Elwha River Restoration

Olympic National Park • Miércoles, 7 de Diciembre de 2011

Dam removal has begun on the Elwha River. In mid-September 2011, contractors started the three-year process of simultaneously removing the Elwha and Glines Canyon dams in order to restore a free-flowing river.

The largest dam removal project in U.S. history will reopen more than 70 miles of pristine spawning and rearing habitat in the Elwha River and its tributaries. Salmon populations are predicted to swell from 3,000 to nearly 400,000 as all five species of Pacific salmon return to one of the Pacific Northwest's most productive salmon streams.

The Elwha is the largest watershed in Olympic National Park, and the return of salmon to this ecosystem will return marine-derived nutrients to the watershed, restoring a vital food source for the range of life that inhabits it.

For the Lower Elwha Klallam Tribe, this project will bring cultural, spiritual and economic healing as salmon return after a century's absence and flooded sacred sites are restored.
 

Dam Removal Strategies
Removal work on the Glines Canyon Dam began September 15, 2011 and at Elwha Dam on September 19. Different demolition methods will be used at the two dams because of their unique structural requirements.

Dam removal is one of the first steps towards complete restoration of the Elwha River and ecosystem.

Read more on the September 17 groundbreaking ceremony at Elwha Dam, attended by Secretary of the Interior Ken Salazar, numerous other dignitaries and approximately 400 guests.
 
Read the news release announcing last year's award of the three-year, $26.9 dam removal contract to Barnard Construction, Inc. of Bozeman, Mont.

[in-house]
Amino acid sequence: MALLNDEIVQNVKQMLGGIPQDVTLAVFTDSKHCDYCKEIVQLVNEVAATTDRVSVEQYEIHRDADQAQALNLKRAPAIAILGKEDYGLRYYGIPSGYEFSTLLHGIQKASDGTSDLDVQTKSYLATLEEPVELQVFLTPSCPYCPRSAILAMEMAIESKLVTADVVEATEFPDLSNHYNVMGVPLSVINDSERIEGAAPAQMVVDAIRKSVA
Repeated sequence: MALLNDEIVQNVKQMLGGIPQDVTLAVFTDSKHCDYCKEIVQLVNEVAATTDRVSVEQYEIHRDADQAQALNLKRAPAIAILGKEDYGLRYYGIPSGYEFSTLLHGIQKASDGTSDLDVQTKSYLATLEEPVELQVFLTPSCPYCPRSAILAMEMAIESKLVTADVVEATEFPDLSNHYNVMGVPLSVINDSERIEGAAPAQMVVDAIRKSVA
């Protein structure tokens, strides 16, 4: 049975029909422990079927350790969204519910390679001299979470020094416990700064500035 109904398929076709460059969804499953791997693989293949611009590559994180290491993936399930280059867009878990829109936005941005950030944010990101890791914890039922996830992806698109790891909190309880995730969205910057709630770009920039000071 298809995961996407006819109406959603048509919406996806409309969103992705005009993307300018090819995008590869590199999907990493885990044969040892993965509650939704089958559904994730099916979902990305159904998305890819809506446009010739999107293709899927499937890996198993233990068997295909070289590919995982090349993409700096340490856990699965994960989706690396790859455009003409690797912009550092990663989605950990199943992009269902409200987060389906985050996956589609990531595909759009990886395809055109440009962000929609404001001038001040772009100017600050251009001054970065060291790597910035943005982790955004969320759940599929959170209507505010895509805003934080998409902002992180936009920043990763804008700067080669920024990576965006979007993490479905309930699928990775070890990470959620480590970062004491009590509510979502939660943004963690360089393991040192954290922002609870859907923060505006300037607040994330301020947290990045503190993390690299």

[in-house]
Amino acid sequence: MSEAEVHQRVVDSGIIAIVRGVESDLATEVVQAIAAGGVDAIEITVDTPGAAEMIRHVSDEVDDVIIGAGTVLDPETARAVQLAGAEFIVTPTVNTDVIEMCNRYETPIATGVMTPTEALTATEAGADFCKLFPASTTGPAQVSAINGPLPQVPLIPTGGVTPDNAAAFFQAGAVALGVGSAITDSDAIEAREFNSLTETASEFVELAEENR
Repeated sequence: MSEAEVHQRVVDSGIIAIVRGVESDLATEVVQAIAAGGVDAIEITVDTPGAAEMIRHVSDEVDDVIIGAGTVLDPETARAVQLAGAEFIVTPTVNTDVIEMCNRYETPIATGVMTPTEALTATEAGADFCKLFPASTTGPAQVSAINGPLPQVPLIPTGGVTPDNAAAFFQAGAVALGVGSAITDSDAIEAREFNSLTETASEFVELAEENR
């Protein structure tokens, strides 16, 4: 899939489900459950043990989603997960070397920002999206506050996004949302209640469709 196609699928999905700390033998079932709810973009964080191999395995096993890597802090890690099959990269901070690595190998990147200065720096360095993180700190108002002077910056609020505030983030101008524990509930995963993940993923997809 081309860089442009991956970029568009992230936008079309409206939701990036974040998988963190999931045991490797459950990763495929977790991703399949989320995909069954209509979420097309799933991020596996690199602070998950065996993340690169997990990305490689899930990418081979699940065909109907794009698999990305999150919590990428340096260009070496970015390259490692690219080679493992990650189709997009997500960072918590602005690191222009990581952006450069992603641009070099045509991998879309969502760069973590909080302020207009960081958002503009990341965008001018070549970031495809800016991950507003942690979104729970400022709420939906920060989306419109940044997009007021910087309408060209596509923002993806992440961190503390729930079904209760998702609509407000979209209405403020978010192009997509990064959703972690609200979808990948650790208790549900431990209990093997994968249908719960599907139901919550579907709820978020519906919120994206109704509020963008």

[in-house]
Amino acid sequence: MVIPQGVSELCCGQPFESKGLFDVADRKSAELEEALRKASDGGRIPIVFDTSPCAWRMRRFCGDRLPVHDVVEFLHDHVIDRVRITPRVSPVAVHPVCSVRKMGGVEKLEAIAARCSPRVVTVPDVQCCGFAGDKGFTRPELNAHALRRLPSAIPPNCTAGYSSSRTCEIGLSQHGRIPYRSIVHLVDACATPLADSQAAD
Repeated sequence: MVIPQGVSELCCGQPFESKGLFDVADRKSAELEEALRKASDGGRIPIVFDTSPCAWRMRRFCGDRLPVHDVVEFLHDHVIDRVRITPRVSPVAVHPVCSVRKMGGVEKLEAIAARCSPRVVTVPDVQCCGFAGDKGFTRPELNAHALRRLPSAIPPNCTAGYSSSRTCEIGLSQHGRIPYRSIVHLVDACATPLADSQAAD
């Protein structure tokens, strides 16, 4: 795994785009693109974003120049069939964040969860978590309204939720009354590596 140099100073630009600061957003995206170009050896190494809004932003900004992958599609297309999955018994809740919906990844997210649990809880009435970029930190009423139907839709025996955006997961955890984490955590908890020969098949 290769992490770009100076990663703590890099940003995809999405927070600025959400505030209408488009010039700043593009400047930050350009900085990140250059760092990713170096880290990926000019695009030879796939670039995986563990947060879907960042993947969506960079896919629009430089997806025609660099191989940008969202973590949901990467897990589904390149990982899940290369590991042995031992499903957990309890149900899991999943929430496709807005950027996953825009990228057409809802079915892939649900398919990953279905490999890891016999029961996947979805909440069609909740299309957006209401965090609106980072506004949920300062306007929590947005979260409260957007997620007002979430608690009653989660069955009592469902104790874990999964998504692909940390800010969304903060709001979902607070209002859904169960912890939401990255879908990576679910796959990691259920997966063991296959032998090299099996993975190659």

Removal of Glines Canyon Dam:
•First, water levels in the Lake Mills reservoir were lowered to the bottom of the spillway gates. Using barge-mounted hydraulic hammers, the first 17 feet of the dam have been removed down to the waterline.
 
•The next 173 feet of the dam are currently being removed using a notching process. The dam will be "notched down" on alternating sides, creating temporary spillways used to further drain the reservoirs. The headgate house, penstock and powerhouse will be removed during windows of halted deconstruction to allow sediment loads to decrease downstream. See the progress being made on dam removal with the Elwha River Restoration Webcams.
 
•As layers of the dam are removed the reservoir will drain through each new notch. Notches will be sized on a case-by-case basis depending on the flows required to maintain or lower the reservoir level. Notching will occur on alternating sides of the dam until the sediments from the upstream delta have eroded downstream and are resting against the dam.

•At this point, the remaining portion of the dam will be removed and the river channel restored.

Removal of Elwha Dam:
•The first step in removing the Elwha dam was to lower the reservoir's water level by using the existing water intakes and spillways approximately 15 feet. This process began on June 1, 2011 following the closure of the powerhouse.

•A temporary diversion channel will then be excavated through the left spillway to allow Lake Aldwell to be further drained.

•Cofferdams -- temporary structures acting as dams -- will then be installed to direct reservoir outflow into the temporary diversion channel.

•This will allow the remaining water immediately behind the concrete dam to be pumped out and the fill material behind the dam to be removed under dry conditions.

•The concrete dam can then be removed and the original river channel restored.

•The powerhouse and all other structures will be removed and the temporary diversion channel will be refilled.

•Finally, the site will be re-contoured and revegetated to most closely resemble the pre-dam condition.

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